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Structural glaciology of the fast-moving Jakobshavn Isbræ, Greenland, compared to the surging Bering Glacier, Alaska, U.S.A.

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Crevasse patterns revealing mostly brittle deformation on glacier surfaces are analyzed based on video images collected during systematic overflights of Jakobshavn Isbræ, West Greenland, the Earth's continuously fastest moving ice stream, in 1996 and 1997. Crevasse patterns on the surface of the central ice stream are distinct. All crevasses are closed, the surface appears rather smooth. Towards the margins, typical shear patterns with conjugate shears and still-closed crevasses prevail, curved patterns indicate the bending of crevasse lines into the flow direction. Outward from this zone different patterns of open crevasses occur. This suite of patterns is compared to similar data collected over Bering Glacier, Alaska, U.S.A., during its recent surge from 1993–95. There a number of patterns of mostly open crevasses is characteristic: parallel crevasses, two-directional orthogonal open crevasses, arrays of wavy crevasses, en-échelon crevasses. These patterns of the surging glacier are completely different from those of the fast-moving ice stream indicating different underlying kinematics and dynamics.

Document Type: Research Article


Publication date: January 1, 2000

More about this publication?
  • The Annals of Glaciology is a peer-reviewed, thematic journal published 2 to 4 times a year by the International Glaciological Society (IGS). Publication frequency is determined and volume/issue numbers assigned by the IGS Council on a year-to-year basis and with a lead time of 3 to 4 years. The Annals of Glaciology is included in the ISI Science Citation Index from volume 50, number 50 onwards.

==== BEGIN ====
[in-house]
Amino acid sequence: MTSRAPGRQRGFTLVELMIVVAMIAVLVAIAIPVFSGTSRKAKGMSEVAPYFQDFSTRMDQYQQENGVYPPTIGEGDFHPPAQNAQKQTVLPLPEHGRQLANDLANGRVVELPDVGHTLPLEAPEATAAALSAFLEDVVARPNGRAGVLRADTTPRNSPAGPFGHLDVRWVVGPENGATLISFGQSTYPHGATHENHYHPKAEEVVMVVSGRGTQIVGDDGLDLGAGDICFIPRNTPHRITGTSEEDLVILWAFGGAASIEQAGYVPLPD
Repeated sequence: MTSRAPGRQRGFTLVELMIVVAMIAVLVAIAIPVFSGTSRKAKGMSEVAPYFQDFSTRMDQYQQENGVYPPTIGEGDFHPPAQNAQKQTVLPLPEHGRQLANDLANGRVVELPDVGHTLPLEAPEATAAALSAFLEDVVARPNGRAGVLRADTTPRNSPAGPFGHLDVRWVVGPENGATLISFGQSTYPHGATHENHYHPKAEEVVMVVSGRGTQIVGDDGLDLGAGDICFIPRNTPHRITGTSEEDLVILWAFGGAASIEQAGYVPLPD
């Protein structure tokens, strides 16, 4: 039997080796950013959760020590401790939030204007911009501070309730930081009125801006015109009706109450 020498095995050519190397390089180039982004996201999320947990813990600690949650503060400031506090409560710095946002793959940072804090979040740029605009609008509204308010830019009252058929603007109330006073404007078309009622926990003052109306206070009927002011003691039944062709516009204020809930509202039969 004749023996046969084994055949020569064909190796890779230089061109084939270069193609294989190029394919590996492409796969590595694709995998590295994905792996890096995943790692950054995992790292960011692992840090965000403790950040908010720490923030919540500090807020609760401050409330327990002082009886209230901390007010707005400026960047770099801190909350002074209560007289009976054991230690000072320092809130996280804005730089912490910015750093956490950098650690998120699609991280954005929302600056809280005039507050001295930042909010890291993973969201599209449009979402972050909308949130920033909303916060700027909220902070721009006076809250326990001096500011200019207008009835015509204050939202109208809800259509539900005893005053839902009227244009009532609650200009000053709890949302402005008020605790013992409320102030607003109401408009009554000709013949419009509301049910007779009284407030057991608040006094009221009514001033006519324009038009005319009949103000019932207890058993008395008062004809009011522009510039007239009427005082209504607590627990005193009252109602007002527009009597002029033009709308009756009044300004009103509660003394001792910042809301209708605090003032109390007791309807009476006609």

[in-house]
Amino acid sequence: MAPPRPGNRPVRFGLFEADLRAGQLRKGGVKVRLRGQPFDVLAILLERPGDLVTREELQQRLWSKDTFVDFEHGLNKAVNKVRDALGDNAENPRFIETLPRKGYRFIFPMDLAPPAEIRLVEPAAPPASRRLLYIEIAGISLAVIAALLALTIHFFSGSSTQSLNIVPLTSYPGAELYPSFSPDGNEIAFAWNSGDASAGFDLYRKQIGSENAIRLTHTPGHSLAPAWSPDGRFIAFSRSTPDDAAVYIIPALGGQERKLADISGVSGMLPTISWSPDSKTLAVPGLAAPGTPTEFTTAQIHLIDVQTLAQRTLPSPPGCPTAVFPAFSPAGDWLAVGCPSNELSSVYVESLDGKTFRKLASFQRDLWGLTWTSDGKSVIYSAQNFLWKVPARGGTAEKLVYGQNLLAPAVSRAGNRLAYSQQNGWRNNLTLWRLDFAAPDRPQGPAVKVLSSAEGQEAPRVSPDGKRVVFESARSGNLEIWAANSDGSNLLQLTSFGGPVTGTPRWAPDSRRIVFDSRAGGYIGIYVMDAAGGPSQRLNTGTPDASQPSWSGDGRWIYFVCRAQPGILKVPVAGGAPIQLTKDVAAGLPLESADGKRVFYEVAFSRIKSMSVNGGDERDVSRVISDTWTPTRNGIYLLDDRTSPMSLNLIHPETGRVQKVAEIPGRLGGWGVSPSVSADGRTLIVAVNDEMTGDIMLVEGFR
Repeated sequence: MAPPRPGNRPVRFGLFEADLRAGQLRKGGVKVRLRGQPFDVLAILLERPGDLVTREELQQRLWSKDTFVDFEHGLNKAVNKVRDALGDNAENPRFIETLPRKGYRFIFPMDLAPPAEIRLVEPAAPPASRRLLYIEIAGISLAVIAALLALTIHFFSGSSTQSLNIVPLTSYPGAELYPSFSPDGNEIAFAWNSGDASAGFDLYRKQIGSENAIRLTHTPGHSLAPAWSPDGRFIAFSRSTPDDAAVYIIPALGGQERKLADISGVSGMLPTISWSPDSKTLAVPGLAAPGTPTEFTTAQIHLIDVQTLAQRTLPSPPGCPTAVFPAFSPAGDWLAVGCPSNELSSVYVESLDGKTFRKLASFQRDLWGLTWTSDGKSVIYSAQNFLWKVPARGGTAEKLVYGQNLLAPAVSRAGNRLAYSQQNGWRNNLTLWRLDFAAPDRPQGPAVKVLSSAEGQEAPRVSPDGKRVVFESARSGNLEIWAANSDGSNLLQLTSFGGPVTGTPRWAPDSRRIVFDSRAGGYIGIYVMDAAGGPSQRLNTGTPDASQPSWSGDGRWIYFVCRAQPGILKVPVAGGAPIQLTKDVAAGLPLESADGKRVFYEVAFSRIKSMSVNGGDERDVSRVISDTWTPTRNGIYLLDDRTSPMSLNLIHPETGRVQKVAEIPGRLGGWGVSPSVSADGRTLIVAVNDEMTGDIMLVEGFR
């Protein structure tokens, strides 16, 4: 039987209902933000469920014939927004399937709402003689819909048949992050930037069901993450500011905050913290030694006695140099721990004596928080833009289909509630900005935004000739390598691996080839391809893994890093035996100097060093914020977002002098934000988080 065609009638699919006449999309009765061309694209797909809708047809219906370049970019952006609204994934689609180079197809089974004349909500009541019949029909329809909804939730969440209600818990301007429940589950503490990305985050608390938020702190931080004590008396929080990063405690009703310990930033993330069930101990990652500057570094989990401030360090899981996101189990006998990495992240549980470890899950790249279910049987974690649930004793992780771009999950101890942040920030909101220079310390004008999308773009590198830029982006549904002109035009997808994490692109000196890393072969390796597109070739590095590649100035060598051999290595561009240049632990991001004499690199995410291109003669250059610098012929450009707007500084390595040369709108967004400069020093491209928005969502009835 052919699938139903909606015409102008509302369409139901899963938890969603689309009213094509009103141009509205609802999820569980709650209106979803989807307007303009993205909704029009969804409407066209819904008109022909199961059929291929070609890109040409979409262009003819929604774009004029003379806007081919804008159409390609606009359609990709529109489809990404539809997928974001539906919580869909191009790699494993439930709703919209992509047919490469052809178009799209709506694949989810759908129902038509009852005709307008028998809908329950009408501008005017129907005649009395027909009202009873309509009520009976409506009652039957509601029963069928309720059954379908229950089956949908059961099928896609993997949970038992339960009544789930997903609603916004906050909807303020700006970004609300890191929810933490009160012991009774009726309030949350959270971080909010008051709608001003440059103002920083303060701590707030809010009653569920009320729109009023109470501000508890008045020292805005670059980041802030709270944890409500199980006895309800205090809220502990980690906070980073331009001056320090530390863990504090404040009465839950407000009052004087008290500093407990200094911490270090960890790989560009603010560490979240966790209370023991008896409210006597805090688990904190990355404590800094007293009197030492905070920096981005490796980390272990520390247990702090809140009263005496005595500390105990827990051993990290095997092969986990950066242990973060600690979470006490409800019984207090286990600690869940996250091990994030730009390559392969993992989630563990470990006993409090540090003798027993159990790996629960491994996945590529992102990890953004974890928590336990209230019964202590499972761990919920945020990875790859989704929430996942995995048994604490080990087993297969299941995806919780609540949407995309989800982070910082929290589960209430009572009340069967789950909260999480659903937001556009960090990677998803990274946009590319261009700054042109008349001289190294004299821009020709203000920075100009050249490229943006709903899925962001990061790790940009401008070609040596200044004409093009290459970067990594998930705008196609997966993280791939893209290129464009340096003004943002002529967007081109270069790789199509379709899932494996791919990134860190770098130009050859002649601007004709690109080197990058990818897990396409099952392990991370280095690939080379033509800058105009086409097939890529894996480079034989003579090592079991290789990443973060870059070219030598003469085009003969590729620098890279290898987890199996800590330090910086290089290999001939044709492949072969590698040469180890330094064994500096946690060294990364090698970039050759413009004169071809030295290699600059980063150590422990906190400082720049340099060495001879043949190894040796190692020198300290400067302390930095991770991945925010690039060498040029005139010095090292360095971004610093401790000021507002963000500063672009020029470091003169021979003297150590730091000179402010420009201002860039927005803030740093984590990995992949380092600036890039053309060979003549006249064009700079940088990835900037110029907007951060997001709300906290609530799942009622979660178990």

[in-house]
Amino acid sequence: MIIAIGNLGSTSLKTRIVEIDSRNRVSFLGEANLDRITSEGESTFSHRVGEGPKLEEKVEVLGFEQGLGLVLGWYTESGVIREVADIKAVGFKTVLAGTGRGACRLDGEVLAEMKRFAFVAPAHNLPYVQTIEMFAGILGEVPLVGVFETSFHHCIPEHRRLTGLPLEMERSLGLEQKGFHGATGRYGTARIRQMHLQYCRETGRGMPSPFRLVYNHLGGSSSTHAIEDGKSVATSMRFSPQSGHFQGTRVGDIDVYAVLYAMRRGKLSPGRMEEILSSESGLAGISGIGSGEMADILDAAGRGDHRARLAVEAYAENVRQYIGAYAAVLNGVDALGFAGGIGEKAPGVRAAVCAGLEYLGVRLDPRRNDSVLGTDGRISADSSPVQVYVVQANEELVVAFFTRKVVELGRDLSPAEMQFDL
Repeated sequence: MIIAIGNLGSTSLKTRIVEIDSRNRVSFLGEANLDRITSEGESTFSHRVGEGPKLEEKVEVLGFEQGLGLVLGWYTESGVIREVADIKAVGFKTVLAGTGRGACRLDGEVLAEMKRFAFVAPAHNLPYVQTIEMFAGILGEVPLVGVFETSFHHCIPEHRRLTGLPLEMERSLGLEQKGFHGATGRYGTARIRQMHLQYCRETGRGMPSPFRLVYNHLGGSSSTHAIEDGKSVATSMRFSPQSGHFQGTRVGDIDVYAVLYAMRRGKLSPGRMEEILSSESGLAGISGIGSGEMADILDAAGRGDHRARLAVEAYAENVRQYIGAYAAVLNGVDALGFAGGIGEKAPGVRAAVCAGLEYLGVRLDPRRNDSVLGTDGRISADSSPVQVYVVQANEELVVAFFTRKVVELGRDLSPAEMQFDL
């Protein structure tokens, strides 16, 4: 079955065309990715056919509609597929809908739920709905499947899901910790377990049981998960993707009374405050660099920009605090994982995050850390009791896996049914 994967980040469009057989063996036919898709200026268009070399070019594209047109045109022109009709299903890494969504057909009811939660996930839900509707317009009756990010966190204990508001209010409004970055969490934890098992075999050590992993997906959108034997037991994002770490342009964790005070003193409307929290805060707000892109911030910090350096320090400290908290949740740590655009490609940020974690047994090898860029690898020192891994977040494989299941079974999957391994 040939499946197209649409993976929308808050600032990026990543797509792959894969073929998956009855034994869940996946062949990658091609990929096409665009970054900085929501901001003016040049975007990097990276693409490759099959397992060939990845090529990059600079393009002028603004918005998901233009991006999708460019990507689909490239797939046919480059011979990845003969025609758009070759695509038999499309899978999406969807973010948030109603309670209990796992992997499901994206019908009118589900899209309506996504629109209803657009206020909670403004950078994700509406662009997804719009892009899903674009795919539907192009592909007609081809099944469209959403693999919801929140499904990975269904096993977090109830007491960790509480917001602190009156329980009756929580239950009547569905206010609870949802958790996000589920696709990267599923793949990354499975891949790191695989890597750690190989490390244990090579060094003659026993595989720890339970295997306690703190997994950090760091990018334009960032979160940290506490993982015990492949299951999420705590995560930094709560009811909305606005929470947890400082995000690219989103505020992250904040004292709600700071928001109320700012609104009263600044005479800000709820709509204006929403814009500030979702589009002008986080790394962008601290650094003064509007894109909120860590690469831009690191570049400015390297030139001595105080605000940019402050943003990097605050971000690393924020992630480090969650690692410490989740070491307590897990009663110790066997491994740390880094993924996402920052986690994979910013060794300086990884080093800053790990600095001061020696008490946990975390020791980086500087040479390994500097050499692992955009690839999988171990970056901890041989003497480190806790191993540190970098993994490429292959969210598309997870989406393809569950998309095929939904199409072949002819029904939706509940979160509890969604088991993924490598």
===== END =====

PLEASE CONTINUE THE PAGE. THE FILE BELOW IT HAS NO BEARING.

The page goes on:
Themes can be on any aspect of the study of snow and ice. Individual members can make a suggestion for a theme for an Annals issue to the Secretary General, who will forward it to the IGS Publications Committee. The IGS Publication Committee will make a recommendation for an individual themed Annals issue, together with a potential Annals Chief Editor for that issue, to IGS Council. The IGS Council will make the decision whether to proceed, taking into account the spread of topics and the overall capacity for publication of pages in Annals.

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